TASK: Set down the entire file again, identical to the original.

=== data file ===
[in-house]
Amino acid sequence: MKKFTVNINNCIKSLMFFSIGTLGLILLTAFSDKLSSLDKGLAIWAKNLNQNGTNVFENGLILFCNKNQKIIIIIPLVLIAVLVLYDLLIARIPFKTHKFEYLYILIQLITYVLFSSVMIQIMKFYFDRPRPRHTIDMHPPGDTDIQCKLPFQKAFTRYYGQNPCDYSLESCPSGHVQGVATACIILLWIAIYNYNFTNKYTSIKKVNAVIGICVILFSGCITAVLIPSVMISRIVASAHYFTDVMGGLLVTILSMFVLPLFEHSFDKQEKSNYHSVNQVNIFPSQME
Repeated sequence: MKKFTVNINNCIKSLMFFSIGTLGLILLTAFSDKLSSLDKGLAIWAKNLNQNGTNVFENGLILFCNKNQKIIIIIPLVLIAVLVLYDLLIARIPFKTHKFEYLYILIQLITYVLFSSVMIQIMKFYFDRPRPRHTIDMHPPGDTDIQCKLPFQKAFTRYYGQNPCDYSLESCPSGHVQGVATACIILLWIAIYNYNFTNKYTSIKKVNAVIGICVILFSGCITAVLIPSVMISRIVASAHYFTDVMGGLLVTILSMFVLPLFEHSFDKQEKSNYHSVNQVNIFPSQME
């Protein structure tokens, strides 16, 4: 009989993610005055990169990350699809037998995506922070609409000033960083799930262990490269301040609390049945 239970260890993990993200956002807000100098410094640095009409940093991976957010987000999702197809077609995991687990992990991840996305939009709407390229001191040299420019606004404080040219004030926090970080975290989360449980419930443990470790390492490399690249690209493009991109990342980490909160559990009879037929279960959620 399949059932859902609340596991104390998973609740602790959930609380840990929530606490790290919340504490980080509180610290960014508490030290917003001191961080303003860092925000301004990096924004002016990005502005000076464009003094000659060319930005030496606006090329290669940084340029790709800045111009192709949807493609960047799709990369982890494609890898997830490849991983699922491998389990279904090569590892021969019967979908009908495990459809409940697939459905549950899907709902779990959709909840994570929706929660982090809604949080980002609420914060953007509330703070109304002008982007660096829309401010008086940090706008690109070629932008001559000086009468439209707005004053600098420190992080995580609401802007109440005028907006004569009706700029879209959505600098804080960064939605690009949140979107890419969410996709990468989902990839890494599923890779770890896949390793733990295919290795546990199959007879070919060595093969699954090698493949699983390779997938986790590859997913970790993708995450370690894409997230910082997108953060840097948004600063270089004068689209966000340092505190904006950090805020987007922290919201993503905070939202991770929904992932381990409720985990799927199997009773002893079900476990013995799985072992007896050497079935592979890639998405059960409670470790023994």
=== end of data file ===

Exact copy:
[in-house]
Amino acid sequence: MKKFTVNINNCIKSLMFFSIGTLGLILLTAFSDKLSSLDKGLAIWAKNLNQNGTNVFENGLILFCNKNQKIIIIIPLVLIAVLVLYDLLIARIPFKTHKFEYLYILIQLITYVLFSSVMIQIMKFYFDRPRPRHTIDMHPPGDTDIQCKLPFQKAFTRYYGQNPCDYSLESCPSGHVQGVATACIILLWIAIYNYNFTNKYTSIKKVNAVIGICVILFSGCITAVLIPSVMISRIVASAHYFTDVMGGLLVTILSMFVLPLFEHSFDKQEKSNYHSVNQVNIFPSQME
Repeated sequence: MKKFTVNINNCIKSLMFFSIGTLGLILLTAFSDKLSSLDKGLAIWAKNLNQNGTNVFENGLILFCNKNQKIIIIIPLVLIAVLVLYDLLIARIPFKTHKFEYLYILIQLITYVLFSSVMIQIMKFYFDRPRPRHTIDMHPPGDTDIQCKLPFQKAFTRYYGQNPCDYSLESCPSGHVQGVATACIILLWIAIYNYNFTNKYTSIKKVNAVIGICVILFSGCITAVLIPSVMISRIVASAHYFTDVMGGLLVTILSMFVLPLFEHSFDKQEKSNYHSVNQVNIFPSQME
């Protein structure tokens, strides 16, 4: 009989993610005055990169990350699809037998995506922070609409000033960083799930262990490269301040609390049945 239970260890993990993200956002807000100098410094640095009409940093991976957010987000999702197809077609995991687990992990991840996305939009709407390229001191040299420019606004404080040219004030926090970080975290989360449980419930443990470790390492490399690249690209493009991109990342980490909160559990009879037929279960959620 399949059932859902609340596991104390998973609740602790959930609380840990929530606490790290919340504490980080509180610290960014508490030290917003001191961080303003860092925000301004990096924004002016990005502005000076464009003094000659060319930005030496606006090329290669940084340029790709800045111009192709949807493609960047799709990369982890494609890898997830490849991983699922491998389990279904090569590892021969019967979908009908495990459809409940697939459905549950899907709902779990959709909840994570929706929660982090809604949080980002609420914060953007509330703070109304002008982007660096829309401010008086940090706008690109070629932008001559000086009468439209707005004053600098420190992080995580609401802007109440005028907006004569009706700029879209959505600098804080960064939605690009949140979107890419969410996709990468989902990839890494599923890779770890896949390793733990295919290795546990199959007879070919060595093969699954090698493949699983390779997938986790590859997913970790993708995450370690894409997230910082997108953060840097948004600063270089004068689209966000340092505190904006950090805020987007922290919201993503905070939202991770929904992932381990409720985990799927199997009773002893079900476990013995799985072992007896050497079935592979890639998405059960409670470790023994």